NYC Introduces Polystyrene Foam Foodservice Ban Despite Mounting Concerns Over Impact to City's Small Businesses and Taxpayers Restaurant owners, business leaders gather at City Hall to oppose proposal that would cost jobs and increase waste
NEW YORK, June 12, 2013 /PRNewswire-USNewswire/ -- Local lawmakers in New York City today announced a bill to ban the sale of polystyrene foam foodservice products, a decision which will negatively impact thousands of New York City businesses, as well as millions of local consumers and taxpayers. The proposal, supported by the Bloomberg Administration, has the potential to cost New York City and state nearly $100 million per year and will do little to reduce solid waste.
"A ban in New York City would cost businesses, consumers and taxpayers millions of dollars, as well as threaten jobs in the restaurant industry, in upstate manufacturing plants, and in companies that reuse foam in the greater metropolitan area," said City Council Member Peter Vallone. "Foam can and should be recycled, and I urge the Mayor to work with the Council to explore this option instead of a ban."
Local restaurant owners joined business leaders at a press conference this afternoon at City Hall to express concern about the effect of a ban on their businesses and bottom line, and encourage the city to explore a recycling initiative.
"I use foam containers because they're great at keeping food fresh and because they're economical," said Rosemary Nunez, owner of La Nueva Estrella El Castillo Restaurant in Brooklyn. "This is just another example of the Administration trampling on the interests of the people who create jobs in this city."
With a ban in place, New York restaurants would need to purchase more expensive alternatives which would pressure already squeezed profit margins. In addition, these more expensive products often don't insulate as well as their foam counterparts for hot drinks, leading to double cupping or the use of a sleeve, which actually raises costs for businesses and increases solid waste. According to a recent study published by MB Public Affairs, for every $1.00 now spent on polystyrene foam foodservice and drink containers, businesses will have to spend at least $1.94 on the alternative replacements, effectively doubling costs.
"Manufacturers throughout upstate New York will suffer significantly with this ill-advised proposal in New York City," said National Federation of Independent Business NY State Director Mike Durant. "Both the Mayor and City Council need to spend more time focusing on sensible solutions to the economic ills of both the City and State rather than promoting unproven and onerous nanny-state mandates such as this."
Beyond the economic impact, polystyrene foam foodservice is lighter and more energy efficient than its most common alternatives – which are also not currently recycled in New York City. A new study completed this month by Moore Recycling Associates on behalf of ACC found that access to polystyrene foam foodservice recycling has expanded much quicker than the recycling of alternative products, and determined that 50% of the population of major cities in California have access to foam recycling, compared with 15% of those same cities recycling or composting paper-based alternatives. By implementing a foam recycling program, New York would join these other leading cities on the cutting edge of resource recovery, building on the recently announced expansion of recycling in the city.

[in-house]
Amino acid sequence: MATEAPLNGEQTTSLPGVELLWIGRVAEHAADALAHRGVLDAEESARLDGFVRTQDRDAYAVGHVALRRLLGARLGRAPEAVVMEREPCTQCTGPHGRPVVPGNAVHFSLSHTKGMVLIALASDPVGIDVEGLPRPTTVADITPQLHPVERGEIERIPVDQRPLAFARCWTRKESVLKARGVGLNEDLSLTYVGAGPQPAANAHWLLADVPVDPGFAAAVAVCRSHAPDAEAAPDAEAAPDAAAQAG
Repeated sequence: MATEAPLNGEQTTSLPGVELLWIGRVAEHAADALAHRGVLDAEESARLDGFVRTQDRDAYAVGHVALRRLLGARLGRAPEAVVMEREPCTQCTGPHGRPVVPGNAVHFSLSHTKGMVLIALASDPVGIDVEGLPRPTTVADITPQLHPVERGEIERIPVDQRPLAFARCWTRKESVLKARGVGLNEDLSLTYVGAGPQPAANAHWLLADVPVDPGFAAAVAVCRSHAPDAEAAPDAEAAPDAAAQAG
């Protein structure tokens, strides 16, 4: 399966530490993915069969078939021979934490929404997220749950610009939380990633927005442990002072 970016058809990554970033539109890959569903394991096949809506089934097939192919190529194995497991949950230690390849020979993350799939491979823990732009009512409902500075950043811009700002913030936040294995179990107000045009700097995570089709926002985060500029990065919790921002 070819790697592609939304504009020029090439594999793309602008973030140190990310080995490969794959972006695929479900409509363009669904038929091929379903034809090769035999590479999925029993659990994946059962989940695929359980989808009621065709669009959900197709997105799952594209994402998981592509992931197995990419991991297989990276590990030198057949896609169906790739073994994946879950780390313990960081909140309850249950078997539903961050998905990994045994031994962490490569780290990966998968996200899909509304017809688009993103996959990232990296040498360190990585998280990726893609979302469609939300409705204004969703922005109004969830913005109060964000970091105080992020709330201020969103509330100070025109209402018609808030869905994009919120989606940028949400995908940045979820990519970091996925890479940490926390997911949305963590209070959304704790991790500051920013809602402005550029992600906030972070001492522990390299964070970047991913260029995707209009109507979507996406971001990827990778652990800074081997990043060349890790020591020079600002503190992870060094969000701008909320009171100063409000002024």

State officials, including Senator Michael F. Nozzolio and Assembly Minority Leader Brian Kolb, have already voiced their concerns, asking the Administration and City Council to rethink a potential ban. These officials have highlighted the negative impacts of a ban on their local businesses and on the 1,200 polystyrene jobs in New York State.
"A ban in New York City would have an immediate and dire effect on the in-state businesses that supply New York City restaurants and food service establishments with these containers," said Senator Nozzolio. "This ban will destroy jobs and do nothing to reduce waste. I urge the Mayor and the City Council to explore the option of recycling instead of a ban."
"This proposal will have adverse impacts that will be felt far outside New York City. A ban on these containers is expensive and will result in the loss of jobs across the state," Assembly Minority Leader Brian Kolb said. "This is bad for business, bad for communities and bad for New York."
For more information on the impact of a polystyrene foam ban, the potential for recycling and how to get involved, please visit www.putalidonitnyc.com.
The American Chemistry Council (ACC) represents the leading companies engaged in the business of chemistry. ACC members apply the science of chemistry to make innovative products and services that make people's lives better, healthier and safer. ACC is committed to improved environmental, health and safety performance through Responsible Care®, common sense advocacy designed to address major public policy issues, and health and environmental research and product testing. The business of chemistry is a $760 billion enterprise and a key element of the nation's economy. It is the largest exporting sector in the U.S., accounting for 12 percent of U.S. exports. Chemistry companies are among the largest investors in research and development. Safety and security have always been primary concerns of ACC members, and they have intensified their efforts, working closely with government agencies to improve security and to defend against any threat to the nation's critical infrastructure.
SOURCE American Chemistry Council